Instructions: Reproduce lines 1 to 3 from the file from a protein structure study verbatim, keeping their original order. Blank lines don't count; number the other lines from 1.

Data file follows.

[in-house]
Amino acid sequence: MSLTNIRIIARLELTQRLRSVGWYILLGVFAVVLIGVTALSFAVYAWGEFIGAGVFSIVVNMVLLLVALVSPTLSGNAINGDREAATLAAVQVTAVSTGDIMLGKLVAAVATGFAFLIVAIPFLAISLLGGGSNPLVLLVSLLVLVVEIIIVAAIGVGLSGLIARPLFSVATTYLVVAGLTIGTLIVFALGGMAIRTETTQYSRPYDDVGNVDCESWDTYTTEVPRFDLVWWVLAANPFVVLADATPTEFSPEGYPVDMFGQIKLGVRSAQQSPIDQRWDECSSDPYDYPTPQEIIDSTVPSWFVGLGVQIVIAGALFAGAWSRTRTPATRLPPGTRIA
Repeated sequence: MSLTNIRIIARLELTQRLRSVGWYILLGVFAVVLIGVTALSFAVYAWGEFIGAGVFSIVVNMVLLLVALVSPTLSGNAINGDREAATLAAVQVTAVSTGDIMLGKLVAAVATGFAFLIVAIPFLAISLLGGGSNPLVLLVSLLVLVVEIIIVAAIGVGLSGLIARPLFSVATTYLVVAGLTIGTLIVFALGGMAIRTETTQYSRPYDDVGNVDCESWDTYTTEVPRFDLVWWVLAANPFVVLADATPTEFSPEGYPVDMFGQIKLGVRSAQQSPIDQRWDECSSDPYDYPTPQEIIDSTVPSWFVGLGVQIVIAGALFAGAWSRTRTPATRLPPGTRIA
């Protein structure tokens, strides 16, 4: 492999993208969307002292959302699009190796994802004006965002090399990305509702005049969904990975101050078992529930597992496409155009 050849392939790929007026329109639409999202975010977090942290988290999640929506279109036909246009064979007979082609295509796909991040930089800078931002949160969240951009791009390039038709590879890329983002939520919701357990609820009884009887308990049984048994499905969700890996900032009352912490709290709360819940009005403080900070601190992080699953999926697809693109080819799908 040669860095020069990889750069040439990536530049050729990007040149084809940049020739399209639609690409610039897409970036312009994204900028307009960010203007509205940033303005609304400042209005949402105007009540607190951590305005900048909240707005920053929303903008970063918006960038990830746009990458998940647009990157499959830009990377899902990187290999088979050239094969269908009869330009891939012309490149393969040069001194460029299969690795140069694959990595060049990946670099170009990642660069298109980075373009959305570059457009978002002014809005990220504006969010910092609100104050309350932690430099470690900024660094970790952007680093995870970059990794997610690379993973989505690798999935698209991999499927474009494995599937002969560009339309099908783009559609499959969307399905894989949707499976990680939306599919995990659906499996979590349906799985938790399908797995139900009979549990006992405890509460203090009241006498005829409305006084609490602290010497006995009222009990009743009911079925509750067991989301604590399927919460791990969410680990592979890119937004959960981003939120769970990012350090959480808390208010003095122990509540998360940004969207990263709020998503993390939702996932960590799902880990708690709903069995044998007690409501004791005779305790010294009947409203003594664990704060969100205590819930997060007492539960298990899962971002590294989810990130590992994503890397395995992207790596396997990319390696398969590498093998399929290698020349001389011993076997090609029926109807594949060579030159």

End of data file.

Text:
[in-house]
Amino acid sequence: MSLTNIRIIARLELTQRLRSVGWYILLGVFAVVLIGVTALSFAVYAWGEFIGAGVFSIVVNMVLLLVALVSPTLSGNAINGDREAATLAAVQVTAVSTGDIMLGKLVAAVATGFAFLIVAIPFLAISLLGGGSNPLVLLVSLLVLVVEIIIVAAIGVGLSGLIARPLFSVATTYLVVAGLTIGTLIVFALGGMAIRTETTQYSRPYDDVGNVDCESWDTYTTEVPRFDLVWWVLAANPFVVLADATPTEFSPEGYPVDMFGQIKLGVRSAQQSPIDQRWDECSSDPYDYPTPQEIIDSTVPSWFVGLGVQIVIAGALFAGAWSRTRTPATRLPPGTRIA
Repeated sequence: MSLTNIRIIARLELTQRLRSVGWYILLGVFAVVLIGVTALSFAVYAWGEFIGAGVFSIVVNMVLLLVALVSPTLSGNAINGDREAATLAAVQVTAVSTGDIMLGKLVAAVATGFAFLIVAIPFLAISLLGGGSNPLVLLVSLLVLVVEIIIVAAIGVGLSGLIARPLFSVATTYLVVAGLTIGTLIVFALGGMAIRTETTQYSRPYDDVGNVDCESWDTYTTEVPRFDLVWWVLAANPFVVLADATPTEFSPEGYPVDMFGQIKLGVRSAQQSPIDQRWDECSSDPYDYPTPQEIIDSTVPSWFVGLGVQIVIAGALFAGAWSRTRTPATRLPPGTRIA